"The Lord God has given me the tongue of those who are taught, that I may know how to sustain with a word him who is weary. Morning by morning he awakens; he awakens my ear to hear as those who are taught. The Lord God has opened my ear, and I was not rebellious; I turned not backward."  Isaiah 50:4-5

Decisions, Decisions, Decisions
We learned on Sunday that on average, adults make 35,000 decisions every day (227 of which involve food!). That means we are making a decision every 2 seconds! Now admittedly, most of those are “remotely conscious” decisions (things like breathing, taking a drink, smiling and so on). But that is a lot of decisions!
Scientists tell us that the sheer volume of decisions causes us to be fatigued. They deplete our willpower and energy, so the really smart folks make important decisions early in the morning. Regardless of when we make them, decisions shape our lives.
John Maxwell, a noted author and Christian leader has said that “life is a matter of choices and the choices you make, make you.” I so agree with that notion, but we could amend that quote just a bit. We might say: The decisions we make, make us.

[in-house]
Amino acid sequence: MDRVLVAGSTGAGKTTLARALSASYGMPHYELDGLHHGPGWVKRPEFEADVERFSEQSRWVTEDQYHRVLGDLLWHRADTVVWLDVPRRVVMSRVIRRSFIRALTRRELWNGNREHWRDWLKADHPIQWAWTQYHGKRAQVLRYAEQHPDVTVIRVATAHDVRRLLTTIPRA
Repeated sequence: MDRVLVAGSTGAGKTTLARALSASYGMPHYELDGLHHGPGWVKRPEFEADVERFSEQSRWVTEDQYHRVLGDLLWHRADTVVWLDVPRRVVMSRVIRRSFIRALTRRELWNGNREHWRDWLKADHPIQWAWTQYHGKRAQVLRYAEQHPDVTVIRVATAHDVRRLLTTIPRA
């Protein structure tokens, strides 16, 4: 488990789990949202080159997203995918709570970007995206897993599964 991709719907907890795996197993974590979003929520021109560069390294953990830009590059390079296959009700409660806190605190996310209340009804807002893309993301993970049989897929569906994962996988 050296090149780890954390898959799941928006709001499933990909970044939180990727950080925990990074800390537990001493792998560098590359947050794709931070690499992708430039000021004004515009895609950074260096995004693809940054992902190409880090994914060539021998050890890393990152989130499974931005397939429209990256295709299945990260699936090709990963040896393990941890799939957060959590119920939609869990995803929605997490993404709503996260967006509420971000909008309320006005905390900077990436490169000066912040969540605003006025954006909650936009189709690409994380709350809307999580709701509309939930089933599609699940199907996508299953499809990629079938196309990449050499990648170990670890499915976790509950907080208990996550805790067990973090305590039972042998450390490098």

Or as Chet put it, “moral authority is gained one decision at a time.”
Moral authority is a testimony of righteousness. It is the culmination of routinely inserting Godly principles into our decision-making process. Each one of us is building a resume of character. It can be “read” by those around us and it is developed as we make decisions about all kinds of things. 
Our family “reads” our character as we make decisions about the entertainment that is allowed in our home. When we decide to speak harshly or with crude terms, we are revealing our moral compass. When we demand more of our children than we are willing to do, that moral authority is eroded.
The decisions we make with our spouse, the way we selfishly or selflessly treat them, the way we forgive or hold grudges, the way we prioritize their needs all suggest a life lived well (or not).
We make decisions at work every day that put a spot light on our moral authority. We either “walk the walk” or no one cares about our “talk.”  
A testimony of righteousness doesn’t suggest perfection. “We all have sinned and come short of the glory of God"...every day! It just means that there is an intentional effort to make decisions that glorify our Savior. And if we goof, we own them, repent quickly and avoid the same mess the next time.
One definition of the term “decision” says, “it is a course of action that is purposely chosen.” This week, let’s all be intentional about our decision making. Let’s remember that our testimony of righteousness is on display everywhere. Let’s purposely choose to honor the Lord.

Sherry Worel